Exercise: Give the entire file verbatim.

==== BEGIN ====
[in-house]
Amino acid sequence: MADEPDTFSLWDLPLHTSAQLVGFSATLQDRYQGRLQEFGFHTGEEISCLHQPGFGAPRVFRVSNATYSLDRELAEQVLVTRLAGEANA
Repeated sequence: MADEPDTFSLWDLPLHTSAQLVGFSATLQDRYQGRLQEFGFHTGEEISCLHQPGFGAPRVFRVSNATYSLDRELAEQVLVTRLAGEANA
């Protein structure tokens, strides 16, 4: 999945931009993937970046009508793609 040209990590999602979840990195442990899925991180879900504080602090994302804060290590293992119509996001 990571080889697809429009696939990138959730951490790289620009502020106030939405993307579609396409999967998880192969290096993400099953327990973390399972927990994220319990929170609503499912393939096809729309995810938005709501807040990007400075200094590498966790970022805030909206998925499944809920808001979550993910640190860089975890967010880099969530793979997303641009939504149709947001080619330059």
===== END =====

[in-house]
Amino acid sequence: MADEPDTFSLWDLPLHTSAQLVGFSATLQDRYQGRLQEFGFHTGEEISCLHQPGFGAPRVFRVSNATYSLDRELAEQVLVTRLAGEANA
Repeated sequence: MADEPDTFSLWDLPLHTSAQLVGFSATLQDRYQGRLQEFGFHTGEEISCLHQPGFGAPRVFRVSNATYSLDRELAEQVLVTRLAGEANA
């Protein structure tokens, strides 16, 4: 999945931009993937970046009508793609 040209990590999602979840990195442990899925991180879900504080602090994302804060290590293992119509996001 990571080889697809429009696939990138959730951490790289620009502020106030939405993307579609396409999967998880192969290096993400099953327990973390399972927990994220319990929170609503499912393939096809729309995810938005709501807040990007400075200094590498966790970022805030909206998925499944809920808001979550993910640190860089975890967010880099969530793979997303641009939504149709947001080619330059």